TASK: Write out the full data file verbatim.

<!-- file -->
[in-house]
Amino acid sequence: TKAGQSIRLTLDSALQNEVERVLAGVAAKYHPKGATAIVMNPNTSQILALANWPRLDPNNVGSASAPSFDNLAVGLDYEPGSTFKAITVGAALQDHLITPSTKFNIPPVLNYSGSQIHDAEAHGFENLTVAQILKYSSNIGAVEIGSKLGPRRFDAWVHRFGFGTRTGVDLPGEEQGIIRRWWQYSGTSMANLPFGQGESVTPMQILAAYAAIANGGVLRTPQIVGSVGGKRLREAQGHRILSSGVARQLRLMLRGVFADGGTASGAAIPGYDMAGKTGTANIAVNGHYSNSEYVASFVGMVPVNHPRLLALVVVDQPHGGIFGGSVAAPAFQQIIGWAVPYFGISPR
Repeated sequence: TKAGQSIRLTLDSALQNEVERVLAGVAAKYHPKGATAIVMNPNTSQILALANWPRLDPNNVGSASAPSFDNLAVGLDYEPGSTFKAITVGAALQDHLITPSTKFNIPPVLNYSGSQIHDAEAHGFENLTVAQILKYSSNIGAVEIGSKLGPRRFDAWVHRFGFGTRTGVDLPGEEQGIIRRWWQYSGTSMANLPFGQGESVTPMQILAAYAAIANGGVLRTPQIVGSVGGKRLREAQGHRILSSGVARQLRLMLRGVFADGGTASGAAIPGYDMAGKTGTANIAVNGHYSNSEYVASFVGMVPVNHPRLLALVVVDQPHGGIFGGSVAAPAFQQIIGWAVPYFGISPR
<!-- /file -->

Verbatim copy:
[in-house]
Amino acid sequence: TKAGQSIRLTLDSALQNEVERVLAGVAAKYHPKGATAIVMNPNTSQILALANWPRLDPNNVGSASAPSFDNLAVGLDYEPGSTFKAITVGAALQDHLITPSTKFNIPPVLNYSGSQIHDAEAHGFENLTVAQILKYSSNIGAVEIGSKLGPRRFDAWVHRFGFGTRTGVDLPGEEQGIIRRWWQYSGTSMANLPFGQGESVTPMQILAAYAAIANGGVLRTPQIVGSVGGKRLREAQGHRILSSGVARQLRLMLRGVFADGGTASGAAIPGYDMAGKTGTANIAVNGHYSNSEYVASFVGMVPVNHPRLLALVVVDQPHGGIFGGSVAAPAFQQIIGWAVPYFGISPR
Repeated sequence: TKAGQSIRLTLDSALQNEVERVLAGVAAKYHPKGATAIVMNPNTSQILALANWPRLDPNNVGSASAPSFDNLAVGLDYEPGSTFKAITVGAALQDHLITPSTKFNIPPVLNYSGSQIHDAEAHGFENLTVAQILKYSSNIGAVEIGSKLGPRRFDAWVHRFGFGTRTGVDLPGEEQGIIRRWWQYSGTSMANLPFGQGESVTPMQILAAYAAIANGGVLRTPQIVGSVGGKRLREAQGHRILSSGVARQLRLMLRGVFADGGTASGAAIPGYDMAGKTGTANIAVNGHYSNSEYVASFVGMVPVNHPRLLALVVVDQPHGGIFGGSVAAPAFQQIIGWAVPYFGISPR